It was decided that the original plan was easier to implement rather than unpick binding commercial contracts, though Ceferin has said the experiment of holding the event across Europe is unlikely to be repeated.

As Uefa did not want matches to be staged in empty grounds, Dublin and Bilbao, two original host cities, were forced to pull out. Of those that will host matches, the Puskas Arena in Budapest will be the only one to fully open. Stadiums in St Petersburg and Baku will operate at 50 per cent capacity while some others will be a quarter full. 

Despite indications that the UK government could put back plans to lift coronavirus restrictions on June 21, Uefa is hopeful that the curbs will end in time for Wembley to host 90,000 people for the final.

Unlike the Olympics, where organisers agreed a deal with drugs company Pfizer to offer vaccinations to athletes, Uefa decided that inoculating footballers would be too difficult to administer ahead of the tournament.

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Euro 2020 finally kicks off, a year late and buffeted by the virus

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But club football competitions, such as the Champions League, were held successfully with similar protocols to those in place for Euro 2020.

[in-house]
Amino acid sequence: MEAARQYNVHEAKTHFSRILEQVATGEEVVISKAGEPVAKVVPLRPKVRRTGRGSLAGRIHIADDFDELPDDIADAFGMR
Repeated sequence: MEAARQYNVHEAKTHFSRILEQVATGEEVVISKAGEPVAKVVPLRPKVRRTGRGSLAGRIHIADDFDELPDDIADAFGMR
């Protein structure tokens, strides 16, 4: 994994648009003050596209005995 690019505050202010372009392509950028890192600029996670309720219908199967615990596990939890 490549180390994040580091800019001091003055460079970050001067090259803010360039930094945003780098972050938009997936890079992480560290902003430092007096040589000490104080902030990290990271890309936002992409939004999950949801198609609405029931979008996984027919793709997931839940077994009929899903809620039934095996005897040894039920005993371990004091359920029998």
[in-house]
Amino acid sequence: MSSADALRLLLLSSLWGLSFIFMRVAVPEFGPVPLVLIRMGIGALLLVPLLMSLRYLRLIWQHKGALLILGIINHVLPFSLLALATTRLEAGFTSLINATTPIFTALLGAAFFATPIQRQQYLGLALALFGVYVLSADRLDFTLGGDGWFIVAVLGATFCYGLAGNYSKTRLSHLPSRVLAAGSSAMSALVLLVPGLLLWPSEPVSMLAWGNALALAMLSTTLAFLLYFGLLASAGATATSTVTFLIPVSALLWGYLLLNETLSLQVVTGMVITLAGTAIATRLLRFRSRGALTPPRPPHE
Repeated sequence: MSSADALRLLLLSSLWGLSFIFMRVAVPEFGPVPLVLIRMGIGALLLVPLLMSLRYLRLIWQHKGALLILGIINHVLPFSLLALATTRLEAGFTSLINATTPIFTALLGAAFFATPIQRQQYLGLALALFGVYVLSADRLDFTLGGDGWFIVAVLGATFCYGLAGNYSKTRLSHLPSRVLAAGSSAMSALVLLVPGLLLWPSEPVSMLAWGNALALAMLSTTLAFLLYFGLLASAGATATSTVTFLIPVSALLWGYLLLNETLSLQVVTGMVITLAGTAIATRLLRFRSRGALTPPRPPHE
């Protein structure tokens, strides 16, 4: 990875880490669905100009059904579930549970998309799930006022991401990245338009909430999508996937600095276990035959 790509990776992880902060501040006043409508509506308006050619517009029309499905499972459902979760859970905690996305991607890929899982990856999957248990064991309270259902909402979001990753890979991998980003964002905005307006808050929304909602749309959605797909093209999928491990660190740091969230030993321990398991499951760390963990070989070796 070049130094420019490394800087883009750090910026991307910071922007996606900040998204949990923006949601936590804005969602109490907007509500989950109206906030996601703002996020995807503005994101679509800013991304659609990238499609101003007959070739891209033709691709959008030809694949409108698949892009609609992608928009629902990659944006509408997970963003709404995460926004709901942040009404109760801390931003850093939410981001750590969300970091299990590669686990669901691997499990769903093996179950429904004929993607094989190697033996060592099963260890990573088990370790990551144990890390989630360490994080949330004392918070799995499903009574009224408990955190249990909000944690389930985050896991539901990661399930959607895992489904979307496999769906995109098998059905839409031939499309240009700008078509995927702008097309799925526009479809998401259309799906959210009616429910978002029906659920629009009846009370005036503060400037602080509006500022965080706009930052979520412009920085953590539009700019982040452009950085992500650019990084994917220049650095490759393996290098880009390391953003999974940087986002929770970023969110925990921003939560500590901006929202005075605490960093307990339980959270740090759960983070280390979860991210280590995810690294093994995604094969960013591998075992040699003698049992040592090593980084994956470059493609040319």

Players will need to pass a Covid-19 test on arrival at a team’s training camp, after which they enter a “bubble” cut off from the outside world. They will be tested every two to four days while being housed in hotels and areas closed off from other guests.

Food and laundry will be handled by team workers, rather than hotel staff. Stadiums will be split into different “zones”, with the aim of preventing players from coming near anyone who has not undergone a strict testing regime. 

“It’s not what you’d choose but everyone is facing those difficulties,” Gareth Southgate, England manager, said of the restrictions. “We respect that so many people in the world haven’t been able to do their jobs in the way we have.”

There is an acceptance that it may be impossible to keep the virus at bay. Sergio Busquets, captain of the Spanish team, tested positive for the virus last weekend, forcing the entire squad to self-isolate. 

People walk by a ball advertising Euro 2020 in Baku, Azerbaijan
People walk by a ball advertising Euro 2020 in Baku, Azerbaijan, which will host the Wales vs Switzerland game on Saturday © Jean-Christophe Bott/EPA-EFE/Shutterstock

If this is repeated during the tournament, Uefa will require matches to go ahead if at least 13 players from each country’s 26-man squad can play. If not, teams may be forced to draft in youth or reserve players at short notice to fulfil fixtures. Another option would be to delay matches for no longer than two days. 

There are also contingency plans to move games to other cities if a Covid-19 surge forces a country to pull out of staging them.

“The most probable scenario is that we’ll have happy fans and that we won’t have big issues with Covid,” said Daniel Koch, health adviser to the Euro 2020 organisers.

“This tournament will not change the outcome of the pandemic,” he added, but it could help “in a good way if people are happier”.